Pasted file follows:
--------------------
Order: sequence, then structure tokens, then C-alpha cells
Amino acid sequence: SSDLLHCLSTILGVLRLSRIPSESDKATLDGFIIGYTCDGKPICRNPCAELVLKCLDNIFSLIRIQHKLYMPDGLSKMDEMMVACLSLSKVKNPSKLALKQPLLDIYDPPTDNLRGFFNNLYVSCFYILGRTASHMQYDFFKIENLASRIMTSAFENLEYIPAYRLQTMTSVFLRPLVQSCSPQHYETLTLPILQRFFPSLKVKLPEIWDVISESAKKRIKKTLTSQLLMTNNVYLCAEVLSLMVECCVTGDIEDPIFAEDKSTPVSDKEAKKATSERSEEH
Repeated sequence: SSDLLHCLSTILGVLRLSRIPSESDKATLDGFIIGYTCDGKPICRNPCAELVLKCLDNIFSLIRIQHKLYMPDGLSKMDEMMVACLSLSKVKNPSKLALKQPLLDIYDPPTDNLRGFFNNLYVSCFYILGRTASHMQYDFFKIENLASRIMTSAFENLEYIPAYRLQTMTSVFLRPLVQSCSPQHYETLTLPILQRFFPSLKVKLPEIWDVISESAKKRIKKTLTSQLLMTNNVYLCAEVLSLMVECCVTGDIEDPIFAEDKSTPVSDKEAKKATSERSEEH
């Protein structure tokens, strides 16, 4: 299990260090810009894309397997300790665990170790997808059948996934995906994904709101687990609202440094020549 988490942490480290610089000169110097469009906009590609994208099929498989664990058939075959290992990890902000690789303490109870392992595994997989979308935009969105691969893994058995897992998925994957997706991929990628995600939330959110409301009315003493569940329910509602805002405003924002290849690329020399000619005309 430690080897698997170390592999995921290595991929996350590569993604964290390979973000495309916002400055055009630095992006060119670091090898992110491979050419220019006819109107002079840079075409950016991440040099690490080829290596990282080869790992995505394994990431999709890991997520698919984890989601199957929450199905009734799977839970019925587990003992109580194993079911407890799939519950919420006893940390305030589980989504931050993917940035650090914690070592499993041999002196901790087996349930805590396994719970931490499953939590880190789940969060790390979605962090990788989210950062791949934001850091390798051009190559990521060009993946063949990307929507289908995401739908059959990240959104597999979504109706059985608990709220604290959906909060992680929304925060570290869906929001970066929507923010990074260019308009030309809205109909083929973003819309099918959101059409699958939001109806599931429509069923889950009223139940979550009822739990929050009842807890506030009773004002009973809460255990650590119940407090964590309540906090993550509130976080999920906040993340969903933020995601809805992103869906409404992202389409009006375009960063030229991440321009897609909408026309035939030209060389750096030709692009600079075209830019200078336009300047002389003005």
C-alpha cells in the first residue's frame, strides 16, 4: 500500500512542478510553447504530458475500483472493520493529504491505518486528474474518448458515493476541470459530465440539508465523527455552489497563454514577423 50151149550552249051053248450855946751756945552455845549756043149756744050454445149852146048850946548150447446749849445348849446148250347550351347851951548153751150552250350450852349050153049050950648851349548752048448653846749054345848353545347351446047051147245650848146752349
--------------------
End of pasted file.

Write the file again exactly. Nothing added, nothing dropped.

Order: sequence, then structure tokens, then C-alpha cells
Amino acid sequence: SSDLLHCLSTILGVLRLSRIPSESDKATLDGFIIGYTCDGKPICRNPCAELVLKCLDNIFSLIRIQHKLYMPDGLSKMDEMMVACLSLSKVKNPSKLALKQPLLDIYDPPTDNLRGFFNNLYVSCFYILGRTASHMQYDFFKIENLASRIMTSAFENLEYIPAYRLQTMTSVFLRPLVQSCSPQHYETLTLPILQRFFPSLKVKLPEIWDVISESAKKRIKKTLTSQLLMTNNVYLCAEVLSLMVECCVTGDIEDPIFAEDKSTPVSDKEAKKATSERSEEH
Repeated sequence: SSDLLHCLSTILGVLRLSRIPSESDKATLDGFIIGYTCDGKPICRNPCAELVLKCLDNIFSLIRIQHKLYMPDGLSKMDEMMVACLSLSKVKNPSKLALKQPLLDIYDPPTDNLRGFFNNLYVSCFYILGRTASHMQYDFFKIENLASRIMTSAFENLEYIPAYRLQTMTSVFLRPLVQSCSPQHYETLTLPILQRFFPSLKVKLPEIWDVISESAKKRIKKTLTSQLLMTNNVYLCAEVLSLMVECCVTGDIEDPIFAEDKSTPVSDKEAKKATSERSEEH
């Protein structure tokens, strides 16, 4: 299990260090810009894309397997300790665990170790997808059948996934995906994904709101687990609202440094020549 988490942490480290610089000169110097469009906009590609994208099929498989664990058939075959290992990890902000690789303490109870392992595994997989979308935009969105691969893994058995897992998925994957997706991929990628995600939330959110409301009315003493569940329910509602805002405003924002290849690329020399000619005309 430690080897698997170390592999995921290595991929996350590569993604964290390979973000495309916002400055055009630095992006060119670091090898992110491979050419220019006819109107002079840079075409950016991440040099690490080829290596990282080869790992995505394994990431999709890991997520698919984890989601199957929450199905009734799977839970019925587990003992109580194993079911407890799939519950919420006893940390305030589980989504931050993917940035650090914690070592499993041999002196901790087996349930805590396994719970931490499953939590880190789940969060790390979605962090990788989210950062791949934001850091390798051009190559990521060009993946063949990307929507289908995401739908059959990240959104597999979504109706059985608990709220604290959906909060992680929304925060570290869906929001970066929507923010990074260019308009030309809205109909083929973003819309099918959101059409699958939001109806599931429509069923889950009223139940979550009822739990929050009842807890506030009773004002009973809460255990650590119940407090964590309540906090993550509130976080999920906040993340969903933020995601809805992103869906409404992202389409009006375009960063030229991440321009897609909408026309035939030209060389750096030709692009600079075209830019200078336009300047002389003005």
C-alpha cells in the first residue's frame, strides 16, 4: 500500500512542478510553447504530458475500483472493520493529504491505518486528474474518448458515493476541470459530465440539508465523527455552489497563454514577423 50151149550552249051053248450855946751756945552455845549756043149756744050454445149852146048850946548150447446749849445348849446148250347550351347851951548153751150552250350450852349050153049050950648851349548752048448653846749054345848353545347351446047051147245650848146752349